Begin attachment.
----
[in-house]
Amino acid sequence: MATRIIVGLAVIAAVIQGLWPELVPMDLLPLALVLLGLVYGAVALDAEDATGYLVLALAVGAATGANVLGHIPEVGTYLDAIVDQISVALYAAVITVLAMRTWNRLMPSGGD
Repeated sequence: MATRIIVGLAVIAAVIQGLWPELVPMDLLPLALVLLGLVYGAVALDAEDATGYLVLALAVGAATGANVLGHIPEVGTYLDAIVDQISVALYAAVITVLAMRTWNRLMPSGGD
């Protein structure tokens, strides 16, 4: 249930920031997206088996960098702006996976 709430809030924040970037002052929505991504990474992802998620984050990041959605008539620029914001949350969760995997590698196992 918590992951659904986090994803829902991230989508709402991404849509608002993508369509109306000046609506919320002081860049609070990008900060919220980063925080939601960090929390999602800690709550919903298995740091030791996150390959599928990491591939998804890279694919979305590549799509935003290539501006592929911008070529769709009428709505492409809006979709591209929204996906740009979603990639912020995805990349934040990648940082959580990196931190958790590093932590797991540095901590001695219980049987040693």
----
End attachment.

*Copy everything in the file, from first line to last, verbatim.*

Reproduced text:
[in-house]
Amino acid sequence: MATRIIVGLAVIAAVIQGLWPELVPMDLLPLALVLLGLVYGAVALDAEDATGYLVLALAVGAATGANVLGHIPEVGTYLDAIVDQISVALYAAVITVLAMRTWNRLMPSGGD
Repeated sequence: MATRIIVGLAVIAAVIQGLWPELVPMDLLPLALVLLGLVYGAVALDAEDATGYLVLALAVGAATGANVLGHIPEVGTYLDAIVDQISVALYAAVITVLAMRTWNRLMPSGGD
């Protein structure tokens, strides 16, 4: 249930920031997206088996960098702006996976 709430809030924040970037002052929505991504990474992802998620984050990041959605008539620029914001949350969760995997590698196992 918590992951659904986090994803829902991230989508709402991404849509608002993508369509109306000046609506919320002081860049609070990008900060919220980063925080939601960090929390999602800690709550919903298995740091030791996150390959599928990491591939998804890279694919979305590549799509935003290539501006592929911008070529769709009428709505492409809006979709591209929204996906740009979603990639912020995805990349934040990648940082959580990196931190958790590093932590797991540095901590001695219980049987040693």